Theme: AI World Society to Examine the Role of Artificial Intelligence in Government
Time: 8:30am – 12:00pm, April 25, 2019
Venue: Loeb House, Hazard University, 17 Quincy street, Cambridge, MA 02138

The forthcoming AI World Society – G7 Summit Initiative will focus on

the AI-Government Model for democracy in the age of Artificial Intelligence.

This is a new and evolutionary political development.

                         AI-Standards and Government Concepts

  • Time:        8:30 am – 12:00 pm, April 25, 2019
  • Venue:      Loeb House, Harvard University, 17 Quincy Street, Cambridge, Massachusetts 02138


AGENDA of AIWS-G7 Summit Conference

  • Governor Michael Dukakis: Opening Remarks
  • Arnaud Mentré, Consul General of France in Boston: The French Perspective on Artificial Intelligence and the G7 Summit
  • Professor Thomas Patterson: AI World Society – G7 Summit Initiative
  • Governor Michael Dukakis: Presents the AI World Society – G7 Summit Initiative to the Government of France
  • Vint Cerf, the Father of the Internet: Honored as World Leader in AI World Society (AIWS)
  • Vint Cerf: Artificial Intelligence and the Future of the Internet
  • Professor Matthias Scheutz: Concepts for AIWS Standards
  • Paul Nemitz: Legal Concepts for AI – Layer 4 of AI World Society
  • Conference Delegates: Open Discussion
  • Governor Michael Dukakis: Closing Remarks
  • Closing Remarks
  • Governor Michael Dukakis


Will G7 pushback against Chinese, Russian aggression work?

Do the actions of the G7 nations meeting at their May 26-27 summit in Japan suggest that Russian aggression against Ukraine and Chinese aggression in the South China Sea will not succeed in the long run because of pushback from the G7 industrialized democracies? Joshua W. Walker of the German Marshall Fund discusses this in The National Interest.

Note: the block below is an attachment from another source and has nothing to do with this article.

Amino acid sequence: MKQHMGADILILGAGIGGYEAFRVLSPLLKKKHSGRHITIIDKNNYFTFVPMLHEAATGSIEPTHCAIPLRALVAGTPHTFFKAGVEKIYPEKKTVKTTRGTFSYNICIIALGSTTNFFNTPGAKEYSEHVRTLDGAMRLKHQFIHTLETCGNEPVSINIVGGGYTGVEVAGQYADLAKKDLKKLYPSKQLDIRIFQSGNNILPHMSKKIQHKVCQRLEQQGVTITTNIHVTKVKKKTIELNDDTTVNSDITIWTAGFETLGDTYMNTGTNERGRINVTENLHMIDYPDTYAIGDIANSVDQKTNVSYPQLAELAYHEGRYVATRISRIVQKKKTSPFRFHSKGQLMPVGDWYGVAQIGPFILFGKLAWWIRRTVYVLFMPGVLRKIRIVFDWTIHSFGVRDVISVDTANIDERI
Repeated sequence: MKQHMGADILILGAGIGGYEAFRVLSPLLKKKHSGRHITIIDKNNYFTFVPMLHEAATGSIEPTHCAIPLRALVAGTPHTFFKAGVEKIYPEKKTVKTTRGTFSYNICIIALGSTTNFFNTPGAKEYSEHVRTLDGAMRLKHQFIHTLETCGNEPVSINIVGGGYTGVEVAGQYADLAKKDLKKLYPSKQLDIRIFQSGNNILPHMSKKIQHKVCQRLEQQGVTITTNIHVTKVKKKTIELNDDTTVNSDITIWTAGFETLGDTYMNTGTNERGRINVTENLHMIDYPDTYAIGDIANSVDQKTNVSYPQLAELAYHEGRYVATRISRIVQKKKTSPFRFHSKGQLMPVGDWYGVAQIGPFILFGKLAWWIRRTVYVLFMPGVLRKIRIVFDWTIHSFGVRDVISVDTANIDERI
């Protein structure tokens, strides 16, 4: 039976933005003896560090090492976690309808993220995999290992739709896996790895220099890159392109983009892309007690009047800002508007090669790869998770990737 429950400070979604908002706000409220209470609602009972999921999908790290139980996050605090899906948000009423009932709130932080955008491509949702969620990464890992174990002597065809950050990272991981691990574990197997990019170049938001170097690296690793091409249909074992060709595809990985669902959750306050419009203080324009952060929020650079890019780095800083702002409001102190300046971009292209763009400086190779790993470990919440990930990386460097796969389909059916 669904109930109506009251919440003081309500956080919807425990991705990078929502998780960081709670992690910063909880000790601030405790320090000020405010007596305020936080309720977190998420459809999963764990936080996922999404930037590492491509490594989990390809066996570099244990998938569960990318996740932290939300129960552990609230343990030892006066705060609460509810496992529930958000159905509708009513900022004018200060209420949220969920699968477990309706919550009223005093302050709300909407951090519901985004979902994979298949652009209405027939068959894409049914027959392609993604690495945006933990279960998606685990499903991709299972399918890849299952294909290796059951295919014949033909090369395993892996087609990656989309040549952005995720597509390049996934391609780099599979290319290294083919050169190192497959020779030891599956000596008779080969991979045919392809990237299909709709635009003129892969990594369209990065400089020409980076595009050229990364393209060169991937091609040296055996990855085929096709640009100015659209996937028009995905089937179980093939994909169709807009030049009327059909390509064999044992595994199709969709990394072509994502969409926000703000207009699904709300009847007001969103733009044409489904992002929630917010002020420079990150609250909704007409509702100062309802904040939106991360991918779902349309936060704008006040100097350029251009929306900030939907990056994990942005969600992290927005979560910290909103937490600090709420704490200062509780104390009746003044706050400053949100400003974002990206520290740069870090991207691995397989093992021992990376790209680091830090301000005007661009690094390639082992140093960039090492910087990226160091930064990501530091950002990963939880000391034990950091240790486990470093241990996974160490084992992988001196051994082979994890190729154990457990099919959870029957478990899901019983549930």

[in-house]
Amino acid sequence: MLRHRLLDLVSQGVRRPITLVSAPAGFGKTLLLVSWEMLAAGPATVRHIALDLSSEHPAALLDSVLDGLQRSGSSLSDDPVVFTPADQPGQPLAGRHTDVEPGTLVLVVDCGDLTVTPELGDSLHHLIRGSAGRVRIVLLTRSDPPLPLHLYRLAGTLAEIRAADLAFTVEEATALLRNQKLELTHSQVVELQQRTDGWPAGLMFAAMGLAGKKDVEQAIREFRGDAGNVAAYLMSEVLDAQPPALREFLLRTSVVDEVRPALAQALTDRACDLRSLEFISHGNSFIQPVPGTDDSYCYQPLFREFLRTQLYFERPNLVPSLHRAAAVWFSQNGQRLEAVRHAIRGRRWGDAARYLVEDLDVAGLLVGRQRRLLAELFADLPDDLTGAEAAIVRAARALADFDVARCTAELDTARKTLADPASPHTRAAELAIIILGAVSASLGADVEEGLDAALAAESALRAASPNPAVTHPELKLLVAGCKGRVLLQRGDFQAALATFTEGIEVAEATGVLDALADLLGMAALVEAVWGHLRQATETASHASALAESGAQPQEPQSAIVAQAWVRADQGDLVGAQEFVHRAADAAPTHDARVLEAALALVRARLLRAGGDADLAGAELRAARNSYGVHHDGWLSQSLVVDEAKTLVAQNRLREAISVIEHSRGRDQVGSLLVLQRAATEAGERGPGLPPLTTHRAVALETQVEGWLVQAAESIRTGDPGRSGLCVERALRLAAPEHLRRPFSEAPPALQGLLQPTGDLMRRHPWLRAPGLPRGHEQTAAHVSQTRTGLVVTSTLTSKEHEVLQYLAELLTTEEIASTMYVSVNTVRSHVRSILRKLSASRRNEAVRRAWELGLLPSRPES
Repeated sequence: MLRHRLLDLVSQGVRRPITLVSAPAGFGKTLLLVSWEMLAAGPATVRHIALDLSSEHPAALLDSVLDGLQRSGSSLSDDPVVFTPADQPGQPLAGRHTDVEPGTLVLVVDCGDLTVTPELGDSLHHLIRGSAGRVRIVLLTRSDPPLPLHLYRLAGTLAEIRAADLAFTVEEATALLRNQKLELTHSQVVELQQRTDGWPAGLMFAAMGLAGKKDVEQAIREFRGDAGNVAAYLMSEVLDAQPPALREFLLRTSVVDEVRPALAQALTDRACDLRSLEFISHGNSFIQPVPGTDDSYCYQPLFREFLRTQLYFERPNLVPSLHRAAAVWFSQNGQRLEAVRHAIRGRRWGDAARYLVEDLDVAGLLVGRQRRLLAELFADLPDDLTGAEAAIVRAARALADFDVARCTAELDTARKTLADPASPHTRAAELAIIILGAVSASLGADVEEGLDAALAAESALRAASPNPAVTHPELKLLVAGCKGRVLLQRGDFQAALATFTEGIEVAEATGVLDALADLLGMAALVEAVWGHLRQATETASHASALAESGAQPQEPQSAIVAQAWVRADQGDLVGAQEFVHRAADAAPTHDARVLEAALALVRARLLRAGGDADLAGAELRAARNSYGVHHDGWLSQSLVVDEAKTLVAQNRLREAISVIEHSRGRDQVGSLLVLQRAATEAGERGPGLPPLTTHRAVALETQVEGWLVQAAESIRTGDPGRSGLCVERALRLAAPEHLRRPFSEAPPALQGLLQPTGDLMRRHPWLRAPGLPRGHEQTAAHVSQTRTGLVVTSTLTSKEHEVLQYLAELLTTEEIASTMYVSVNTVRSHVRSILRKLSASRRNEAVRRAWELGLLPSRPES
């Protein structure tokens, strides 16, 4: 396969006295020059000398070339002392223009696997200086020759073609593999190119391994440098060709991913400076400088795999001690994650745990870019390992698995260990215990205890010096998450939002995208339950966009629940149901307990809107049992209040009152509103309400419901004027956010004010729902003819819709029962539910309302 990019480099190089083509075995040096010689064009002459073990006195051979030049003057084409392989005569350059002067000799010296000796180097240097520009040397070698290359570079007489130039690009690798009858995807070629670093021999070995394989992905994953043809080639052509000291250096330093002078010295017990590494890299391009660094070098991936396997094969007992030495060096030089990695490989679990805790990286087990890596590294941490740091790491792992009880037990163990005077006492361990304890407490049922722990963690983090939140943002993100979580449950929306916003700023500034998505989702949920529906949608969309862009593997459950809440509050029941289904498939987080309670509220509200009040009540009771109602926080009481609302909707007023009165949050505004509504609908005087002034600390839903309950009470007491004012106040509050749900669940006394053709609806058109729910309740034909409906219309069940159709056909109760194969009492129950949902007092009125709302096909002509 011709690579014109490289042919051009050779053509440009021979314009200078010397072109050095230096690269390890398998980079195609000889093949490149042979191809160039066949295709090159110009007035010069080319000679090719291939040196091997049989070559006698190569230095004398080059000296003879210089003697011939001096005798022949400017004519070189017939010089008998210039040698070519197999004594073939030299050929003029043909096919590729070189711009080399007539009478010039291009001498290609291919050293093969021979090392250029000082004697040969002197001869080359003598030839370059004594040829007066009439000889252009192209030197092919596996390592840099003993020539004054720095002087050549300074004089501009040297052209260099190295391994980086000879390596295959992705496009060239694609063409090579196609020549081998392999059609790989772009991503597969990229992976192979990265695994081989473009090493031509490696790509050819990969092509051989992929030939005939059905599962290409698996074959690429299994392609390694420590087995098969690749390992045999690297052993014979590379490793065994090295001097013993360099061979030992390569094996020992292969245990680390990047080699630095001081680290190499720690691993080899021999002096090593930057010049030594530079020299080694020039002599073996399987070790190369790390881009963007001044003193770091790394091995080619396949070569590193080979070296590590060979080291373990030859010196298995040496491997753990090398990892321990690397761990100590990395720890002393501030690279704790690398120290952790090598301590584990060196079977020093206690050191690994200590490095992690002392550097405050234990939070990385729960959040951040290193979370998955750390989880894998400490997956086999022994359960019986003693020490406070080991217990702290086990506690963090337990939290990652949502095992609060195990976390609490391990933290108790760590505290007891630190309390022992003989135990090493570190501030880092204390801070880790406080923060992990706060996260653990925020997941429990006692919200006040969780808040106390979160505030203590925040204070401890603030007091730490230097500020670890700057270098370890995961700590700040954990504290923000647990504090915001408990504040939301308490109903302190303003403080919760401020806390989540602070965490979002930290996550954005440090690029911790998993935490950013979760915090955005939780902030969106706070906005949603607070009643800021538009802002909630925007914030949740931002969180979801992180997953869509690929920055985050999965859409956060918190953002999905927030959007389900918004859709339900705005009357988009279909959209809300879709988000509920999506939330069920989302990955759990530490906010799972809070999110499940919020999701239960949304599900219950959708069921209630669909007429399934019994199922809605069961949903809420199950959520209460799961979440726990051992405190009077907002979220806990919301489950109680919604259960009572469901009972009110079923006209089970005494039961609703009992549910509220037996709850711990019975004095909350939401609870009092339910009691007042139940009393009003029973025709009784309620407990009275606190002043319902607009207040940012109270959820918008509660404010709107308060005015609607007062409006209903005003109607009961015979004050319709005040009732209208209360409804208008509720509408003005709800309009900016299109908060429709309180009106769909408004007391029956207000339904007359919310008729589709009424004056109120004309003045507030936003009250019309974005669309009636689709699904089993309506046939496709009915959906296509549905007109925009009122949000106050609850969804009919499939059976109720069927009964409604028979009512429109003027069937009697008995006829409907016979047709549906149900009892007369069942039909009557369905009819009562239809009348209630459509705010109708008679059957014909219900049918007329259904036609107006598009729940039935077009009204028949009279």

He concludes:

“The significance of this year’s G7 in Japan in advance of the G20 in China in September will be judged by which summit ultimately sets the tone for either the enduring nature of the liberal international order or sweeping tide of revisionist authoritarianism. Obama’s historic Hiroshima and Vietnam visits were symbolic of the legacy he hopes to leave. Yet, symbolism risks complacency without action. The G7’s latest initiative for global infrastructure development confirmed the member countries’ internationalist commitment but whether they can remain unified in the face of Chinese and Russian revisionist alternatives such as OBOR {One Belt, One Road} or the {Russiian-led} Eurasian Economic Union will have to be seen. As Japan passes the G7 baton to Italy next year, the world anxiously expects the world’s seven most advanced democracies and economies to lead toward the triumph of internationalism over revisionism.’’

To read the article, hit this link.

Russian official sees Western sanctions continuing